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6 Ways to make Practice ‘Perfect’ not Painful

Is Practice a four letter word in your house? Are their frequent arguments over the lack of this essential part of learning an instrument? As a parent of 3 children, all of whom learnt an instrument at some point in their early years, I know all too well the frustration of trying to instil the necessity of a practice routine and even harder, enforcing it!

In a blog post by Anastasia Tsioulcas on NPRmusic website, titled “Getting Kids to Practice- Without Tears or Tantrums, Anastasia also speaks from the perspective of being a parent of a young musician but also from having been a young practicing musician herself. Many of her points regarding practice and ways to encourage and motivate, I also advocate to parents on a daily basis.

  1. Dedicate a space for practice: this can be a bedroom, in the main living area or in a space that is light and comfortable. If space is tight, it only requires a corner of the room to set up a music stand and have the instrument ready and waiting to be played. If a child constantly sees the instrument they are more likely to remember to play it.

  2. Rewards systems: encourage the discipline of regular practice. Anastasia males the valid comment that it is the adult that needs to teach this discipline as it isn’t something that is naturally inherit in children and is a skill that is learnt. For example a ‘Music Money’ incentive program where children get rewarded for practice, progress and performance. The ultimate goal is to save up music money to a set dollar value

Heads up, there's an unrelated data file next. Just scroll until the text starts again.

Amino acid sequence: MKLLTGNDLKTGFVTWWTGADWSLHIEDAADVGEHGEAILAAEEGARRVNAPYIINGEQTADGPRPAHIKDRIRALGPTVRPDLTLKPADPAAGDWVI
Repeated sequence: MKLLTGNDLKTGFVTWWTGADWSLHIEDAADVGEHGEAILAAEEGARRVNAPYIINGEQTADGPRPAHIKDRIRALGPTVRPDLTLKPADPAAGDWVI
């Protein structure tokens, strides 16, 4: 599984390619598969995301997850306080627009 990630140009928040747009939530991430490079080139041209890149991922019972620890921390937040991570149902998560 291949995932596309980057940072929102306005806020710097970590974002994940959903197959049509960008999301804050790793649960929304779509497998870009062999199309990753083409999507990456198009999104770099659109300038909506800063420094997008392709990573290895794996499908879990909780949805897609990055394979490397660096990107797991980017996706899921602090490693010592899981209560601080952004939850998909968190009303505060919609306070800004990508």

(say $1,000) then trade it in for a movie ticket or another item of value. Of course, many will fold before they hit this target and trade for lesser items but this is also a great lesson in saving and spending.

  1. Create a routine: I always suggest linking practice in to homework routines. This way it becomes a good habit and part of the routine. Some families find early morning practice more effective as children are more responsive to learning when fresh. Change things around and see if you can create a routine that suits your family better.

  2. Set small goals: rather than tackling everything at once, set some smaller goals for your child. Practice one piece one day and one on the next. Spend 5 to 10 minutes in quality practice time rather than arguing for 30 minutes and not achieving anything. Every just practice a couple of more difficult bars and leave the rest of the piece for later. It is sometimes only 1 or 2 bars that sends the whole practice routine out the window with a tantrum of frustration.

  3. Gentle Persuasion is key: a great way to encourage practice is to be part of the routine. 5 or 10 minutes of your undivided attention is worth alot to your young prodigy. You will find as they grow older they will be =come more willing to initiate practice for themselves and you may even be surprised to find they have started without any prompting whatsoever.

  4. Consequences: As a child gets older, roughly 11 or 12 years, they begin to understand the consequences of not practicing. They need to realise that it is totally in their hands and the results of their practice will improve their playing and enjoyment of their instrument. Regular performance opportunities can help with this as they will learn how good preparation results in a good experience.

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